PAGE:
As part of Toronto's Nuit Blanche, anonymous Spanish collective Luzinterruptus staged their Literature vs. Traffic installation, shutting down one of the city's busy streets and overflowing it with 10,000 books. Previously installed in Madrid, New York, and Melbourne, the piece is a commentary on the normally clogged, traffic-ridden city arteries. By allowing the street to flow with the written word, the city is giving back a vehicle-free space, if only for an evening. Typical of their thought-provoking work that often deals with themes of environmentalism, each book was illuminated by small lights, creating a twinkling effect that bounced from the pages of the literary river.
With books donated by Salvation Army, a squad of over 50 volunteers worked tirelessly over 12 days to pack Hagerman Street in downtown Toronto with pieces of literature. “Thus, a city area which is typically reserved for speed, pollution and noise, will become, for one night, a place for quietness, calm and coexistence illuminated by the vague, soft light coming out of the lighted pages,” the artists explain via their website. “The books will be there for those who want to take them so the installation will recycle itself and will last as long as users want it there. Cars will eventually fill their space but for many of those who walked by this place that night, the memory of those books that took that same space will improve their relationship with these surroundings.”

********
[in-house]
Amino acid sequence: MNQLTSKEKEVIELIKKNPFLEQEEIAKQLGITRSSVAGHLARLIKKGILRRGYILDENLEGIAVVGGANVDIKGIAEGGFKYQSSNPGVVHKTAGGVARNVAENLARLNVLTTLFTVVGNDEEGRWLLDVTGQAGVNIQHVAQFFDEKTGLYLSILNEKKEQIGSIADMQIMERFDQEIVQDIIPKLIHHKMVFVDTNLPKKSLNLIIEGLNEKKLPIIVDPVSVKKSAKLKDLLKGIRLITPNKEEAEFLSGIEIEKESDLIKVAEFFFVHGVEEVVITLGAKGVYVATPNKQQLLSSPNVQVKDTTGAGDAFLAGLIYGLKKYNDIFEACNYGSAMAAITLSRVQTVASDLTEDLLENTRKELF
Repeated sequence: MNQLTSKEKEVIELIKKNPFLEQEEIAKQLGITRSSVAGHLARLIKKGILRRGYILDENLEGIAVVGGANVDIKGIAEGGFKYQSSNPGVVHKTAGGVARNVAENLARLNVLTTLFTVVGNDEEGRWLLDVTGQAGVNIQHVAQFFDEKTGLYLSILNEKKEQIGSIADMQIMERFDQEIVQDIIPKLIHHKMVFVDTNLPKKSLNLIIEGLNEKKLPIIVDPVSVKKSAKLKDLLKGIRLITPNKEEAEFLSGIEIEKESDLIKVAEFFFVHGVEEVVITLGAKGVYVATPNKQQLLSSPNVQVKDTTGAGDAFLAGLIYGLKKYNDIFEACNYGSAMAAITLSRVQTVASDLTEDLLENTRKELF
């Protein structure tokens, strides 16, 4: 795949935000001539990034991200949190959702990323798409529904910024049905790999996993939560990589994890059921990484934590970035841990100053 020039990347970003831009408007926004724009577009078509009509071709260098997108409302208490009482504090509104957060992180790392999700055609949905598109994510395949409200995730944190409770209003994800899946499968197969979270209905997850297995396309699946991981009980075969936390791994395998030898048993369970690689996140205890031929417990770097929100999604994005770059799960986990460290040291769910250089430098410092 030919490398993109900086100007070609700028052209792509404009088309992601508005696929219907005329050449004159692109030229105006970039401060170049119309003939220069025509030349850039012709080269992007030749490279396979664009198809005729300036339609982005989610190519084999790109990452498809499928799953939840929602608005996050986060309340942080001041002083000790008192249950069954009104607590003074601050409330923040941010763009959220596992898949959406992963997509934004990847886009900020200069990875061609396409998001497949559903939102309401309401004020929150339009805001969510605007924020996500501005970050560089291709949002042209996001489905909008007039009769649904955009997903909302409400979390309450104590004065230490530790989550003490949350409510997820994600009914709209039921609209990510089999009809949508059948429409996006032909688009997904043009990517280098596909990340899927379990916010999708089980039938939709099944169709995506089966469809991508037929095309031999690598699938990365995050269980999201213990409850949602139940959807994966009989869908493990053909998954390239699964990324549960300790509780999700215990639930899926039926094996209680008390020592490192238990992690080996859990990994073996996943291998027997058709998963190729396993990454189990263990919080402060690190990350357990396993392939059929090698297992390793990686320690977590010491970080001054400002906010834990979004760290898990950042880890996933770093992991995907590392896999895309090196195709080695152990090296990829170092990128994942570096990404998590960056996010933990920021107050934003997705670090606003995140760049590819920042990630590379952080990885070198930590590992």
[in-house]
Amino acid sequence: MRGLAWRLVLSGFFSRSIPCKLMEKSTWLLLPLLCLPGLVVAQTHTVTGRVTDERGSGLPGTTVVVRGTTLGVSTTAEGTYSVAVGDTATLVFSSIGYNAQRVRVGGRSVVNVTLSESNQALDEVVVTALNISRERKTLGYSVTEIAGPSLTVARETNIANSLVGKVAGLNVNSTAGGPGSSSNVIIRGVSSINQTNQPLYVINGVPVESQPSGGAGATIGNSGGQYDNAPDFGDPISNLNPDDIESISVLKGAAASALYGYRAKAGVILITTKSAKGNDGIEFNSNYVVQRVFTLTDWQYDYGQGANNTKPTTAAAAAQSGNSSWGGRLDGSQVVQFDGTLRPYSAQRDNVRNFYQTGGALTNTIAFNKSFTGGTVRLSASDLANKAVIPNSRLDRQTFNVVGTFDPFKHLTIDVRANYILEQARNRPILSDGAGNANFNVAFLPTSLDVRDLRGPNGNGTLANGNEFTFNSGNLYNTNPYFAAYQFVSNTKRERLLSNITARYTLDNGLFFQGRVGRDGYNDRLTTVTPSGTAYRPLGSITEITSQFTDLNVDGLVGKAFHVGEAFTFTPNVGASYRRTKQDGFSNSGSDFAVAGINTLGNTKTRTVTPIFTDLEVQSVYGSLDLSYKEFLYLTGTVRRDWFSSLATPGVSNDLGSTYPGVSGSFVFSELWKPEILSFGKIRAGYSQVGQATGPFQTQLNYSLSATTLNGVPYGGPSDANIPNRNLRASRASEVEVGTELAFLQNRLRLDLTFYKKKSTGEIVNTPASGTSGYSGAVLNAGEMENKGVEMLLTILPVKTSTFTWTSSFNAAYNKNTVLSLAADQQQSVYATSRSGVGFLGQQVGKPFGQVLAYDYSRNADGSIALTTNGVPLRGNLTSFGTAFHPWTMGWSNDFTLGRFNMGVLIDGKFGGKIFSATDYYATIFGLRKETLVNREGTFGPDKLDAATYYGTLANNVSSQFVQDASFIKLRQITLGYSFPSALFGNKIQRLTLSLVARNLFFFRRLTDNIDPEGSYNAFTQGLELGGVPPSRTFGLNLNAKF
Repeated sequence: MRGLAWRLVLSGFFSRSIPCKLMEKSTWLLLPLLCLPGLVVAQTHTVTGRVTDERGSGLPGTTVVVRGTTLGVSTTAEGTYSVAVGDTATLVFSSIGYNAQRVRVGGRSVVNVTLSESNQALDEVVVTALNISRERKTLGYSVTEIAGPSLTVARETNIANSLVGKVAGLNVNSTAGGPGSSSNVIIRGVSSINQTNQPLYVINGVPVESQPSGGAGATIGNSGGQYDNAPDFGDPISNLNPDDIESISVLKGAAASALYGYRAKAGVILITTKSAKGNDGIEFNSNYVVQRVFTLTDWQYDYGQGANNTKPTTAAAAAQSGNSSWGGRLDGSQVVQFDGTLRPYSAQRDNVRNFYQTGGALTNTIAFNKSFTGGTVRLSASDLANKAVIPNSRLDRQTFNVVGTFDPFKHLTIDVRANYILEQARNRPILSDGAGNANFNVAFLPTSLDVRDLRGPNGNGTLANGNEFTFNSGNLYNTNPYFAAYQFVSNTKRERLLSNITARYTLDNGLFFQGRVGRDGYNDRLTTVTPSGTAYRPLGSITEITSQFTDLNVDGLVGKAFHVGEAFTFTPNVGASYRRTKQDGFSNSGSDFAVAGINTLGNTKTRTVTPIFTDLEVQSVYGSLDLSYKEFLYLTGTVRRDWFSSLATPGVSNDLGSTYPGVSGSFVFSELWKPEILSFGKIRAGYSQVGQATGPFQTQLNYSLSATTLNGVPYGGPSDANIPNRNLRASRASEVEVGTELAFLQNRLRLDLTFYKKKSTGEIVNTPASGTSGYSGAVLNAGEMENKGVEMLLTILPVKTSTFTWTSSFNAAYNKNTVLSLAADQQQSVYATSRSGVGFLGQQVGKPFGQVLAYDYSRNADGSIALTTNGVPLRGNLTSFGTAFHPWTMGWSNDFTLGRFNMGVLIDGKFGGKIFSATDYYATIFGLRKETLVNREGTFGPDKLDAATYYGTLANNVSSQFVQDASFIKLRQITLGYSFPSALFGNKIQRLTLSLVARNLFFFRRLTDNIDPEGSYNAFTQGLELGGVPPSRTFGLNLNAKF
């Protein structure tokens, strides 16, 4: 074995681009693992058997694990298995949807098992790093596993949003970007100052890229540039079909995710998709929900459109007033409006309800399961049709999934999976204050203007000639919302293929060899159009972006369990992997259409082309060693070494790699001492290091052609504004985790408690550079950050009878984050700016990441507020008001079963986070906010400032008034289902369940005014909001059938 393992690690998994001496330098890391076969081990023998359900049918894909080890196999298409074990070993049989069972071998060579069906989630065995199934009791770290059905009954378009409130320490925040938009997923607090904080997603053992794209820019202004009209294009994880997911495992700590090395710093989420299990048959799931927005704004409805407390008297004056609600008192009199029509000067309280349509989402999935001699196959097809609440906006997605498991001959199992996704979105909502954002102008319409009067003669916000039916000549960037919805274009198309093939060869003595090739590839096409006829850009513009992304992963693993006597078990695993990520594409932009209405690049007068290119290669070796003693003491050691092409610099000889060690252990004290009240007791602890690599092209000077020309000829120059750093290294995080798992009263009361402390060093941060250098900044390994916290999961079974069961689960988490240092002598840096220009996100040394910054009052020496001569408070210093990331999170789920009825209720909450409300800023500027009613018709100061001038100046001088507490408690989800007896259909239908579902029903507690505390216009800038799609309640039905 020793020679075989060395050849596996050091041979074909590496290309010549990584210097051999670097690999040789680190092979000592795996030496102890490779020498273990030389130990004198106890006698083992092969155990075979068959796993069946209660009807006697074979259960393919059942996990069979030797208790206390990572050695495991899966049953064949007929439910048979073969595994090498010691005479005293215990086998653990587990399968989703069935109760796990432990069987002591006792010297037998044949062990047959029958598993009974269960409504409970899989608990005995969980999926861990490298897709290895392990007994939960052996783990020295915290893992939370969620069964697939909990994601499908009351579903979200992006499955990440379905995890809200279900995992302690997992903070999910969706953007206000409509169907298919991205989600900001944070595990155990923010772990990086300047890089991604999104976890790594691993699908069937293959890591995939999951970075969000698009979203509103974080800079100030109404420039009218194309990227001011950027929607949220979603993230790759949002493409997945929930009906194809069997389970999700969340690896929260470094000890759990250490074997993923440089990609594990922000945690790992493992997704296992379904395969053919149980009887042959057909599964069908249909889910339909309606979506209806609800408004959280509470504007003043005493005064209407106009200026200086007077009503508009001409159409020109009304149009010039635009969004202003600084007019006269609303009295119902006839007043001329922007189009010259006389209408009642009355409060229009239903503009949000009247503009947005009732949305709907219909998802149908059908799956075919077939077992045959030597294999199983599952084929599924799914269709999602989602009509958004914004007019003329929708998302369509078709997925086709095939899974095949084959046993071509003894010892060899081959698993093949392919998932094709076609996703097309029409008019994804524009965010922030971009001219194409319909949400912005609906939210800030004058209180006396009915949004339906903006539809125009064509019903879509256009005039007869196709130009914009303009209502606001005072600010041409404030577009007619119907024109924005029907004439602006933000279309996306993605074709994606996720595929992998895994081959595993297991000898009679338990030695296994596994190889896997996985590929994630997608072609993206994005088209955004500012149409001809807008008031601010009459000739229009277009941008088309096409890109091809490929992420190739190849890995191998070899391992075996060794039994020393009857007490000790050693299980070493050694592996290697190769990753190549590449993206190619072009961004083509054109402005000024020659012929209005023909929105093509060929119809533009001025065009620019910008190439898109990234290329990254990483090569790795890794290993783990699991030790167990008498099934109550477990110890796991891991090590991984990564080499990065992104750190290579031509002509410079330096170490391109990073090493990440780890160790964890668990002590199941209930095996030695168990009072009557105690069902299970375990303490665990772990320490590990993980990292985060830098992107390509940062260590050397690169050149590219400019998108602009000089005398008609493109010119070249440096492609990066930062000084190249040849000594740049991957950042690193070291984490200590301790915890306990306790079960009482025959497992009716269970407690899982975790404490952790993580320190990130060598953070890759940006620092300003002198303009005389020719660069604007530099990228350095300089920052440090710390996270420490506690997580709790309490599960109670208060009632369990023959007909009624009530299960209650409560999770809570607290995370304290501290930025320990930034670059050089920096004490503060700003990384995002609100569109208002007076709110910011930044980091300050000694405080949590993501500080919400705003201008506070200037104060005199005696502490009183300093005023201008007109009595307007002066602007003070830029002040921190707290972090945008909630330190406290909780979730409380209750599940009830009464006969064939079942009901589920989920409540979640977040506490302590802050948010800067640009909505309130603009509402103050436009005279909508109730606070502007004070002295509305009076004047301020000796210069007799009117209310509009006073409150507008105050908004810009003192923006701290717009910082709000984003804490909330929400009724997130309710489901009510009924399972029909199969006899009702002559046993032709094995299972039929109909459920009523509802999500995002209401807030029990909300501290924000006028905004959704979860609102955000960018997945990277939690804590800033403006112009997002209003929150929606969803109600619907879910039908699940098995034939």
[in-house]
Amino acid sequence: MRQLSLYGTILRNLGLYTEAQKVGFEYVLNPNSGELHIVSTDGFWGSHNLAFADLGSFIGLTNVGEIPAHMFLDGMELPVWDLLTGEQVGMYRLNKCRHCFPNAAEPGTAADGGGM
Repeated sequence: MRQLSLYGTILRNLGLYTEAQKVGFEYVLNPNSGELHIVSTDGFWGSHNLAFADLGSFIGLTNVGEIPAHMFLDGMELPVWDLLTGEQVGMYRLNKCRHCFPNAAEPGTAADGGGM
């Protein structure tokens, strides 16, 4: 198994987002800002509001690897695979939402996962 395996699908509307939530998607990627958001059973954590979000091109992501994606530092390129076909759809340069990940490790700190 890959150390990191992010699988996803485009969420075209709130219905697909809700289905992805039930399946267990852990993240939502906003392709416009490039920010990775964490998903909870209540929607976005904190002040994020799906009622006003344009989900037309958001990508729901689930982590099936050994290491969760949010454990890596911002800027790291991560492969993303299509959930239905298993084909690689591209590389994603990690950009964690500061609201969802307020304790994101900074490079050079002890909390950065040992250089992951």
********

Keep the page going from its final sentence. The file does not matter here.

Spectators were encouraged to engage with the participatory artwork and to take books home with them, which left the piece dismantled after about 10 hours. Beyond the implications about traffic and congestion in urban areas, the installation also revalues the printed book in an era that is going increasingly digital. By looking through the physical material and selecting their preferred reading materials, the discarded books were reclaimed by new owners.
All images via Lola Martinez.